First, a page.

Rosh Hashanah

Happy New Year! Today marks the Jewish New Year. My mindees enjoyed some Rosh Hashanah related colouring in today to mark this and my school aged mindee told me she had been learning all about Judaism at school.

Rosh Hashana means, literally, “head of the year” or “first of the year.”

The Jewish New Year is a time to begin looking back at the past year and plan the changes to be made in the New Year.

One of the most popular and well-known food customs on Rosh Hashanah has to do with dipping apple slices into honey. This sweet combination stems from an age-old Jewish tradition of eating sweet foods to express our hope for a sweet new year.

‘Teshuvah’ means repentance, ‘Tefilah’ means prayer and ‘Tzedakah comes from the Hebrew word tzedek, meaning righteousness or justice and  refers to the Jewish practice of giving money in order to help those less fortunate.

Happy New Year!

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Crowning glory

To celebrate Queen Elizabeth II being the longest-reigning monarch in British history the children made some fab crowns this afternoon. We also had a fun quiz about the Queen. This arts and crafts activity then developed in to some fun Frozen related role play!

Areas of Learning covered: UTW, PSED, C&L, EAD


So long summer

Yesterday marked the end of the summer holidays for the children and I, for one, will miss them greatly.

We’ve enjoyed arts and crafts galore – decorating door hangers, treasure chests, egg cups, photo frames, made umbrellas and bugs to name but a few.

We’ve enjoyed trips to the park, village walks, jumping in muddy puddles, playing pooh sticks, rolling down hills, picking blackberries, nature walks, playing in the garden in the ball pit, crawling through the tunnel, sand and water play, blowing bubbles, collecting eggs.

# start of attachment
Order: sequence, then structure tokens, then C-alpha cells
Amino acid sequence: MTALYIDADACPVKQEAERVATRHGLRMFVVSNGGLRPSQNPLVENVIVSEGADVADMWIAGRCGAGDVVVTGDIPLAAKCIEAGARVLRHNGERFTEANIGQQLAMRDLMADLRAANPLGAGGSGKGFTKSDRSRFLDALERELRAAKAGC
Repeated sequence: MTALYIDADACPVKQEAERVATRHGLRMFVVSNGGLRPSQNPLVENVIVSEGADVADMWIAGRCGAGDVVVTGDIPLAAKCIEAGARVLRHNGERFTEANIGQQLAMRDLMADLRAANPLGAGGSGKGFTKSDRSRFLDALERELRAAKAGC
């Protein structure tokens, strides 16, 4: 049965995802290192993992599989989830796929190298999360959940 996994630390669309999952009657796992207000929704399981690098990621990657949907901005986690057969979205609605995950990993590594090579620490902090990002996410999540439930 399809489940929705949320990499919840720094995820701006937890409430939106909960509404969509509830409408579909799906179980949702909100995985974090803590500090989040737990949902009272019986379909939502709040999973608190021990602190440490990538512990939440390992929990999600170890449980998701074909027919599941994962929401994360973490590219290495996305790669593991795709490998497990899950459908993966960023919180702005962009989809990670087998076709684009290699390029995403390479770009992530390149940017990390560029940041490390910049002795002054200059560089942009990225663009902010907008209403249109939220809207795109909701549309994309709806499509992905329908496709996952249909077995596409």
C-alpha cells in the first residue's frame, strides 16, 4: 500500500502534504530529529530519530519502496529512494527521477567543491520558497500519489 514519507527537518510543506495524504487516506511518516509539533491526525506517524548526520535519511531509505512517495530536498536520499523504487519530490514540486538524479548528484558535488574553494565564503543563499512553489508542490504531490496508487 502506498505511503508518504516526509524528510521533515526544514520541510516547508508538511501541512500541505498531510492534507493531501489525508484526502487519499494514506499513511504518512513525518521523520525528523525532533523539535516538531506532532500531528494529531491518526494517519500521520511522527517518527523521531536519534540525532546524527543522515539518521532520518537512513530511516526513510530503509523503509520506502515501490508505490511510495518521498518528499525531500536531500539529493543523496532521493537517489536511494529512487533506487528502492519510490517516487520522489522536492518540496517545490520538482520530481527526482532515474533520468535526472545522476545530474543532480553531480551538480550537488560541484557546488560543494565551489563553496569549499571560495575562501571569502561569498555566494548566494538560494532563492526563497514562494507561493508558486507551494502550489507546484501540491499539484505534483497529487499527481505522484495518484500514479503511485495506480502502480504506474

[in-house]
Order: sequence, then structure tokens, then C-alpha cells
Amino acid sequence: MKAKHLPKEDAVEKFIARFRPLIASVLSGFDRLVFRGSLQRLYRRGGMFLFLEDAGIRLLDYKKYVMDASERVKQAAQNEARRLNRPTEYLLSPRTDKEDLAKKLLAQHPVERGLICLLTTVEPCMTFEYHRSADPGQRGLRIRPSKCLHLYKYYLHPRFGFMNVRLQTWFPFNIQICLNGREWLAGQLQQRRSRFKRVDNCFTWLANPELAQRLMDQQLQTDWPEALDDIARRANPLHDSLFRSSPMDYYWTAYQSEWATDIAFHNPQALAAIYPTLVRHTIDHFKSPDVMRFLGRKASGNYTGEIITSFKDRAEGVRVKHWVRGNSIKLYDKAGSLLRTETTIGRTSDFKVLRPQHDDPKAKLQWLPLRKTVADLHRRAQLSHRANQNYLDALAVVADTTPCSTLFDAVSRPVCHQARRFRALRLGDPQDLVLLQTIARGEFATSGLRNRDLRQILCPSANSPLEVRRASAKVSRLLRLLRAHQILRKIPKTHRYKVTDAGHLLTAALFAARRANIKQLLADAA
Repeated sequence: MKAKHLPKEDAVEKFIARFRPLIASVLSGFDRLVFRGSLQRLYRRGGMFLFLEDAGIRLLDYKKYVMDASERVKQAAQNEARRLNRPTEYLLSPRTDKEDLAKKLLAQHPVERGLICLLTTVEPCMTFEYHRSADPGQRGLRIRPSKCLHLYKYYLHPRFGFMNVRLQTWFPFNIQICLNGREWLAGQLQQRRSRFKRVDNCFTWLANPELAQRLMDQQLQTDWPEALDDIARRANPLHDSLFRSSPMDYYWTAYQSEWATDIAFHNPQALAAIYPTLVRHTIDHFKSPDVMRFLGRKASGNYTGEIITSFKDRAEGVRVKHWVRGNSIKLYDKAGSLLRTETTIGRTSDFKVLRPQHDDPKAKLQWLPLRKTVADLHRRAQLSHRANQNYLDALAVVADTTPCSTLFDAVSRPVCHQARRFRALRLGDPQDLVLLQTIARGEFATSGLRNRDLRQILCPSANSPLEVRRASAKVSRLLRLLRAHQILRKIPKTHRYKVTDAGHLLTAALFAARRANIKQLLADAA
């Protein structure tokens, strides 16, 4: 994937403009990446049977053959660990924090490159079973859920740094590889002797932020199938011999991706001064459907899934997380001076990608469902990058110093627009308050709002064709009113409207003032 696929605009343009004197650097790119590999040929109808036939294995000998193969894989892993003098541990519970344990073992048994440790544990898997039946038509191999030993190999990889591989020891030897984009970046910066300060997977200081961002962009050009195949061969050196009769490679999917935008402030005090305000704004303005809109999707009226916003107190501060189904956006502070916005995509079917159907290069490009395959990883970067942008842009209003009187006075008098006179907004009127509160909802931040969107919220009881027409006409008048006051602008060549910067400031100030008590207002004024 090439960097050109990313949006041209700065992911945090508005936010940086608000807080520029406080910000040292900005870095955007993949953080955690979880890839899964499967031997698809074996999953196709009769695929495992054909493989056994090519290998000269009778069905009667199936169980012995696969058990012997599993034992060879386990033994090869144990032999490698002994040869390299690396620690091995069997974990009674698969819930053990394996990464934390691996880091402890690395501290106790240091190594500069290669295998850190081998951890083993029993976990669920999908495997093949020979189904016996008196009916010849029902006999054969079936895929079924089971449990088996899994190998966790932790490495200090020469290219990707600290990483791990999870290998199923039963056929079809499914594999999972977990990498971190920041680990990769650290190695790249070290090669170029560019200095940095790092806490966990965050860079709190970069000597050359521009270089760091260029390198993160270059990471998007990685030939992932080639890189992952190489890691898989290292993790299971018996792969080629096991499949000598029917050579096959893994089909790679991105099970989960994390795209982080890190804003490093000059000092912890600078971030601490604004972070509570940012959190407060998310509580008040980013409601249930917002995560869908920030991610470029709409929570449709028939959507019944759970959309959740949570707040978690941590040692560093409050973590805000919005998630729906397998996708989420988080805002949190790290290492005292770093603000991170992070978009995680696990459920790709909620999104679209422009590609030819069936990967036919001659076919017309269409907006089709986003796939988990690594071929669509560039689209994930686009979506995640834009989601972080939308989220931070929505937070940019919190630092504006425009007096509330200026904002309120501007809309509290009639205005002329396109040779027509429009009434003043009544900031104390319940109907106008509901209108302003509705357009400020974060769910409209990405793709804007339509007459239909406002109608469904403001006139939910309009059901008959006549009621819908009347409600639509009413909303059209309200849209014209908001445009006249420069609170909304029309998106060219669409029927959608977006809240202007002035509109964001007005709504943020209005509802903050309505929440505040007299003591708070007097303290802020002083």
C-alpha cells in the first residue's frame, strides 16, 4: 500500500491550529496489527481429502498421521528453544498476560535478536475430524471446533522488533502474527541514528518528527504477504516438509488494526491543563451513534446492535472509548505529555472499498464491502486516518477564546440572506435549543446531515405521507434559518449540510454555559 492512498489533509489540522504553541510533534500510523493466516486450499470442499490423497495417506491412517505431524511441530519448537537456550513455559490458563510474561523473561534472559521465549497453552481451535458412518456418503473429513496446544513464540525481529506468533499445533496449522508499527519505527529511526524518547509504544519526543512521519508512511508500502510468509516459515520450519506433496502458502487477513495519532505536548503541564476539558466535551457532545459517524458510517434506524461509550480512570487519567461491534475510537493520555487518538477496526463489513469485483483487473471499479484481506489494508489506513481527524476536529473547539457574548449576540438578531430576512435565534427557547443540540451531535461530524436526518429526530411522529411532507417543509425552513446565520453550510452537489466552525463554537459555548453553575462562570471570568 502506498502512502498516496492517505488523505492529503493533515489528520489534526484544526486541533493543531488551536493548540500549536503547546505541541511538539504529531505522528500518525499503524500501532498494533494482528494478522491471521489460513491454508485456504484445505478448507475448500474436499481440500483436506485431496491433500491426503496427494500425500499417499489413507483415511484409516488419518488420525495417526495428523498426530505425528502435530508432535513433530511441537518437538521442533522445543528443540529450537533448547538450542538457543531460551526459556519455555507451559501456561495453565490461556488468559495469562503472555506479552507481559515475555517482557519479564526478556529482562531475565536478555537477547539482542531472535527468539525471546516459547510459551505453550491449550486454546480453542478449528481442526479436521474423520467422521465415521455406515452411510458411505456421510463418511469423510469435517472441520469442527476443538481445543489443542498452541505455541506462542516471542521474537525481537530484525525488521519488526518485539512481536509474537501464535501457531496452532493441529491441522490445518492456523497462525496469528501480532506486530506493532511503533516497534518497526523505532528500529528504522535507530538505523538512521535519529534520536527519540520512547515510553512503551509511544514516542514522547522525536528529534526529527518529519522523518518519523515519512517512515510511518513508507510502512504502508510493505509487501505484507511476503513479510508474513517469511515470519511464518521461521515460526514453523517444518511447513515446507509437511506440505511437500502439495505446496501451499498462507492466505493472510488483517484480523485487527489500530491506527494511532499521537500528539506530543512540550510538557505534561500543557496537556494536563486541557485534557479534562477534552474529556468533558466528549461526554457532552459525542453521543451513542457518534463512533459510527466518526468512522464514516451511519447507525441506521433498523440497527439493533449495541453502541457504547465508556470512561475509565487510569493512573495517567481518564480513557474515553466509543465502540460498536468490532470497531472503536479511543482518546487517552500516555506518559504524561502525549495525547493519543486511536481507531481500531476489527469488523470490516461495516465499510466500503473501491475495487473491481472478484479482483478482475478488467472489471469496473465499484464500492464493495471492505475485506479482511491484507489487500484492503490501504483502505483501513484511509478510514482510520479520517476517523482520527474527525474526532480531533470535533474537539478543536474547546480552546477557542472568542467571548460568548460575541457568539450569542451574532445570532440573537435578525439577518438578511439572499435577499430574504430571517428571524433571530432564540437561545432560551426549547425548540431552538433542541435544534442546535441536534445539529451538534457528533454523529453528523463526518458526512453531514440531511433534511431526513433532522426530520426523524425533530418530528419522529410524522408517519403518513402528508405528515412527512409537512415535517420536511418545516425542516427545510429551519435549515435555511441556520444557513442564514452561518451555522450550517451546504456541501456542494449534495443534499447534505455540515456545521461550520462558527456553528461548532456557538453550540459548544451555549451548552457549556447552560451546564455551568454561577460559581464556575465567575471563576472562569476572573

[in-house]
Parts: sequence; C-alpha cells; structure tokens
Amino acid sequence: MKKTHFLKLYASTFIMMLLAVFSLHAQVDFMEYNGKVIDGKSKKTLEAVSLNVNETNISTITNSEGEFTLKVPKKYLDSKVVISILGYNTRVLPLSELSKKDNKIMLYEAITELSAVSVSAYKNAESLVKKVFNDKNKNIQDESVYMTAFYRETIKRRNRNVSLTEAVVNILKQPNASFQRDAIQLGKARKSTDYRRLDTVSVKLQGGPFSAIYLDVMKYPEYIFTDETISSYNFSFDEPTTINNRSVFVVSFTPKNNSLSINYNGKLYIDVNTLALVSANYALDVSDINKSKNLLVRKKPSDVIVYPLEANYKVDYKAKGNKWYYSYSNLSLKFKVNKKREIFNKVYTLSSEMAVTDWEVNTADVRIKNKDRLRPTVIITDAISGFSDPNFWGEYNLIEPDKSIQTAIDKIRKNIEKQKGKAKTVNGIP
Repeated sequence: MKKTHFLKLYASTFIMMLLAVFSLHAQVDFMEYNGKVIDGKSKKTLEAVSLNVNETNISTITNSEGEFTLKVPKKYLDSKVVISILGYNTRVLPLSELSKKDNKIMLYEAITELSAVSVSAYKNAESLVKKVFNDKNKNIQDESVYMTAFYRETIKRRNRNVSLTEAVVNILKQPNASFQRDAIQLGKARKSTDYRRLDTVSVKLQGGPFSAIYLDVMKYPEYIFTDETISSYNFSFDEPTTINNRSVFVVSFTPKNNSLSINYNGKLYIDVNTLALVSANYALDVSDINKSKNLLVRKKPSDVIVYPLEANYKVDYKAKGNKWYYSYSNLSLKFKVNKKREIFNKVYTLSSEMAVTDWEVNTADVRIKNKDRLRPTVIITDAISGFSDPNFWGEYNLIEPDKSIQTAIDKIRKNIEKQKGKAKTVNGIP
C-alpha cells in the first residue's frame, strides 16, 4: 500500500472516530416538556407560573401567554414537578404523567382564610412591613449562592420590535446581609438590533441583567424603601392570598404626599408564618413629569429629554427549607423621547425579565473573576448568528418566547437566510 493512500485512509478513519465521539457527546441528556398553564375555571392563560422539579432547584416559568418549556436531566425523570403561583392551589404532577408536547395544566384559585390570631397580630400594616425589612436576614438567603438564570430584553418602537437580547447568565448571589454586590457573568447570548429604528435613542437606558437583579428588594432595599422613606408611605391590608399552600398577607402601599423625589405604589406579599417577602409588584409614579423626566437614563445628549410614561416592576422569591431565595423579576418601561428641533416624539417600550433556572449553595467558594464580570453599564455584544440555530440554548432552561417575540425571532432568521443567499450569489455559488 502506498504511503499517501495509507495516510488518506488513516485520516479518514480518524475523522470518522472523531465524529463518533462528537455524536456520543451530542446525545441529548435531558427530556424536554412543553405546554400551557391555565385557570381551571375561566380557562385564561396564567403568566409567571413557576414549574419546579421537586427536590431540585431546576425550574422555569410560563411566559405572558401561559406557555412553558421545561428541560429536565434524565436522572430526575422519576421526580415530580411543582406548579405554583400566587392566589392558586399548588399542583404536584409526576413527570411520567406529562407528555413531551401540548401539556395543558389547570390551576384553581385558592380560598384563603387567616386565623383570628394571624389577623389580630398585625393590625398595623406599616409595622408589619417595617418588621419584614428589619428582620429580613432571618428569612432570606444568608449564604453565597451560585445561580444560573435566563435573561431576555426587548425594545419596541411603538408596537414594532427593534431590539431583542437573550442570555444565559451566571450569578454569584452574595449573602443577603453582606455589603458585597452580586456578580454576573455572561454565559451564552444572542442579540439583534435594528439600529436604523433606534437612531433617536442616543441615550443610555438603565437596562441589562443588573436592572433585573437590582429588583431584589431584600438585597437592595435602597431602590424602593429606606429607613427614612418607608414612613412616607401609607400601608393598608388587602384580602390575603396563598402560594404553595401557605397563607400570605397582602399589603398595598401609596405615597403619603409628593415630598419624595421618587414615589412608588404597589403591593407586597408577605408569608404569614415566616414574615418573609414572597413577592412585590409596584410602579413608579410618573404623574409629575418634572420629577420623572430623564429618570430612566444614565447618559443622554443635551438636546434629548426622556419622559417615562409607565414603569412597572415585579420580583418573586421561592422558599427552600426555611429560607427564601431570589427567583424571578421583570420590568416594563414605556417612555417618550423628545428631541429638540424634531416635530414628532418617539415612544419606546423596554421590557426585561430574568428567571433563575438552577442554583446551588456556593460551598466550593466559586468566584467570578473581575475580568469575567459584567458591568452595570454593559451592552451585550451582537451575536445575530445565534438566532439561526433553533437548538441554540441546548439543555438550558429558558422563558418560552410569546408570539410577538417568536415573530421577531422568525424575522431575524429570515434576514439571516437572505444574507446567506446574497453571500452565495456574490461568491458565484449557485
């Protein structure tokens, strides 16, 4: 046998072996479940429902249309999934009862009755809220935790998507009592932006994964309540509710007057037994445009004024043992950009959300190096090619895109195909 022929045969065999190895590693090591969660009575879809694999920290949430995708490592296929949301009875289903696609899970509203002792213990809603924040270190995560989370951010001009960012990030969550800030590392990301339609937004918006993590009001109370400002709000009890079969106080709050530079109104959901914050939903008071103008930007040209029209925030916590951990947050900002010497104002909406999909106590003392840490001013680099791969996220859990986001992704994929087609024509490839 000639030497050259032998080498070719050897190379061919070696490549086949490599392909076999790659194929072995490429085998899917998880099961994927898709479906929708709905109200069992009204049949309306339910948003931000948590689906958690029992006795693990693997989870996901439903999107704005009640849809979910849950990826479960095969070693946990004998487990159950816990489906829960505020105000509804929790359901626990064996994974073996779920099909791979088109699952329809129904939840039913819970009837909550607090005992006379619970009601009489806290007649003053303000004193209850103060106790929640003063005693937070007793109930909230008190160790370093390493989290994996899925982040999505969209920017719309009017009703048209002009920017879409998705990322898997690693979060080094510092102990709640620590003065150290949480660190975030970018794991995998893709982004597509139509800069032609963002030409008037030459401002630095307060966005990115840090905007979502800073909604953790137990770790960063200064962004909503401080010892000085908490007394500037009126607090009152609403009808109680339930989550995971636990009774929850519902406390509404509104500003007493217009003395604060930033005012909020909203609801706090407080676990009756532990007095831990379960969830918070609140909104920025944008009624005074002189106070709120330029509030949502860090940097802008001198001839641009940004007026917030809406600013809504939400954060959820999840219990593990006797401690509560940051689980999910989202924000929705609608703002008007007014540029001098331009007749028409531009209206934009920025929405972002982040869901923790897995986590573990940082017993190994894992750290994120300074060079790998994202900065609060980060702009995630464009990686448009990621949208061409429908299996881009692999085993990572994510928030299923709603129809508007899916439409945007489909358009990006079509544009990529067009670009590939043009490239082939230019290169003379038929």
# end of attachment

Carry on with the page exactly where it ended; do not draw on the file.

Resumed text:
We’ve enjoyed making cakes, making playdough, making gloop, making salt dough decorations. We’ve enjoyed hand print painting, finger painting, drawing, sticking, gluing and cutting.

We’ve enjoyed puzzles, reading books, building train sets, building blocks, singing, dancing and role play.

So long summer, it’s been wonderful.

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Taking Pleasure in the Simple Things in Life

Further to our blackberry picking yesterday, we set off today to tick two more “must dos” off the National Trusts “things to do before you’re 11 3/4” list. Number 2 is the simple childhood pleasure of rolling down a really big hill which the children loved followed by a classic game of poohsticks (number 19 on the list). Poohsticks may be one of the simplest games invented, but with the right friends, it can be endlessly entertaining.

The ’50 Things’ campaign was originally launched in response to the Natural Childhood report, which highlighted evidence of a long-term and dramatic decline in children’s relationship with the outdoors.

The National Trust has said it intends to encourage kids to get mucky, discover their wild side and get closer to nature.


Blackberry Picking